Editorial Feature

Developing Protein-Based “Reflectin” Camouflage

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The intricate patterns of biological organisms, such as chameleons and plants, and their ability to perform a multitude of complicated functions inspires material scientists to create new materials which attempt to mimic these properties.

This field, also known as biomimetic engineering, takes the principles of biological organisms and adapts them to design and develop new materials and technologies. A recent advance in biomimetic engineering has drawn its inspiration from a unique, camouflaged Hawaiian squid.

Researchers have mimicked the protein reflectin, which is found in the squid, to create optical films and fibers, which could be woven together to form an invisibility cloak.  

Reflectin: The Reflective and Self-Organizing Protein

As apparent in its name, the reflectin protein plays a vital role in the reflection of light by the nocturnal Eupyrmna scolopes, a Hawaiian Bobtail squid native to the central Pacific ocean. Reflectin proteins are the key components which allow for these unique cephalopods to exhibit adaptive iridescence upon exposure to sunlight.

Present within both the light organs and skin tissues of  E. scolopes, reflectins are insoluble proteins which are found as layers of flat and stacked platelets throughout the squid's tissues, and between these layers are alternating high and low refractive indices. As light penetrates through the skin and organs of the E. scolpes, it is reflected and scattered in a multitude of directions, which facilitates rapid changes in the squid’s external coloration.

The reflectin proteins are especially unique in their chemical composition and assembly, as they exhibit the highest refractive index of any other type of protein measured to date.

Reflectin for Films, Fibers and Invisibility Cloaks

Through a process known as flow-coating, in which small amounts of a reflectin protein solution was added onto a silicon wafer substrate, a group of researchers at the Air Force Research Laboratory in Dayton, Ohio have successfully developed a series of reflective films of various thicknesses. Once the protein solution was spread across the surface of the substrate, the researchers altered the concentration of the solutions to acquire different thicknesses of the film, which subsequently determined the amount of light reflected by the manufactured film.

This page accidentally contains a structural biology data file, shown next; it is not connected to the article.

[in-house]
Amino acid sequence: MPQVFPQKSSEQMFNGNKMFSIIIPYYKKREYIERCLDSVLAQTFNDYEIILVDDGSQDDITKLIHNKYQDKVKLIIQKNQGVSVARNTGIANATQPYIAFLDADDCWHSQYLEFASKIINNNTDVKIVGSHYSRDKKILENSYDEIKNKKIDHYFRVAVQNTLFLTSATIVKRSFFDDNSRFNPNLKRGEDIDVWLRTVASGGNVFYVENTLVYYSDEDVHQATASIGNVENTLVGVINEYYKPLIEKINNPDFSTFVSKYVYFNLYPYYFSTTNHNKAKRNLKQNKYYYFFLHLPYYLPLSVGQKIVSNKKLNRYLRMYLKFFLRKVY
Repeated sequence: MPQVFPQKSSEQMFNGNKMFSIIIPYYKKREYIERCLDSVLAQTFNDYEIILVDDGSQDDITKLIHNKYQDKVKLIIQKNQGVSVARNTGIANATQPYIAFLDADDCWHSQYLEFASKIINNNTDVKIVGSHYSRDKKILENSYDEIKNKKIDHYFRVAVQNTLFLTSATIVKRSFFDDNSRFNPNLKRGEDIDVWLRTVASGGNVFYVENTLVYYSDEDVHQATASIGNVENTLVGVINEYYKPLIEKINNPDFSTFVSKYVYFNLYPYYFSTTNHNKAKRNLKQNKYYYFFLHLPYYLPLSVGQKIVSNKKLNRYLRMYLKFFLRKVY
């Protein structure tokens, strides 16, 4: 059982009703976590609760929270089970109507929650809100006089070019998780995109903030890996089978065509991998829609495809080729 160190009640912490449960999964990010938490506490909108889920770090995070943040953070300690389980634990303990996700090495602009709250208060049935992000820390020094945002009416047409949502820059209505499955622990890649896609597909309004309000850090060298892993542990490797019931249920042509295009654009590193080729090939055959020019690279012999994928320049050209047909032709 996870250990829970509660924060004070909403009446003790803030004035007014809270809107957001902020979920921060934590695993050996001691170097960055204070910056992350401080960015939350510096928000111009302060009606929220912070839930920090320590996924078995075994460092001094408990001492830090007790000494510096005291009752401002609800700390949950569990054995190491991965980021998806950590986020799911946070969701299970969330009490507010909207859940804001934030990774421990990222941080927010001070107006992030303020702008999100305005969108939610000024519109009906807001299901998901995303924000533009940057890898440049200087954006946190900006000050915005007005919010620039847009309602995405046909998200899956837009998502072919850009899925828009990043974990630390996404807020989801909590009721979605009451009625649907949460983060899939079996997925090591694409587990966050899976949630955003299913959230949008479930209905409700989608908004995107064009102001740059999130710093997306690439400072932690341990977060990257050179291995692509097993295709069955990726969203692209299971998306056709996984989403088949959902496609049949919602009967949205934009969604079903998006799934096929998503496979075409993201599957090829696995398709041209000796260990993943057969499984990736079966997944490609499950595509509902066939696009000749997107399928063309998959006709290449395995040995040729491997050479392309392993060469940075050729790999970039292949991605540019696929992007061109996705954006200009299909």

For example, any exposure of the film solution to water dramatically increased its thickness from approximately 120 nanometers (nm) to about 207 nm, which thereby also increased the wavelength of the reflected light of the film from 760 nm to 400 nm. By manipulating the film thickness through adding and removing water from the substrate and solution, the researchers determined that they were able to successfully reflect every visible color of the electromagnetic spectrum off of the film.

To further analyze the properties of the reflectin solution on the silicon wafer substrate, the researchers then dipped the fully coated substrate into an ionic solution called BMIM, which resulted in a higher regular spacing pattern on the substrate that extended for several millimeters (mm). The spacing pattern of the substrate was determined to be dependent upon the velocity of the dipping, in which a greater velocity of dipping resulted in smaller spaces, or diffraction gratings, between each space. The diffraction gratings are capable of splitting incident light into constituent wavelengths that can be useful for a variety of optical devices in the future.

As the researchers gain a better understanding of the mechanisms by which the reflactin molecules are able to assemble themselves into various spheres and stripes, they can manipulate these nanostructures for a wide variety of technological uses in the future, such as the development of invisibility cloaks for military personnel.

The visibility of an object is completely dependent upon the way in which any type of applied light bounces off of the object, therefore a material, such as that which is composed of carefully manufactured reflectin nanostructures, could potentially cause incident light to pass around the object, thereby rendering any covered object virtually invisible. Current research on developing a reflectin invisibility cloak is currently being conducting by the United States Military with funding supported by the Defense Advanced Research Projects Agency.

References & Further Reading

Kramer, R. M., Crookes-Goodson, W. J., & Naik, R. R. (2007). The self-organizing properties of squid reflectin protein. Nature Mater. DOI: 10.1038/nmat1930.


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Benedette Cuffari

Written by

Benedette Cuffari

After completing her Bachelor of Science in Toxicology with two minors in Spanish and Chemistry in 2016, Benedette continued her studies to complete her Master of Science in Toxicology in May of 2018. During graduate school, Benedette investigated the dermatotoxicity of mechlorethamine and bendamustine; two nitrogen mustard alkylating agents that are used in anticancer therapy.


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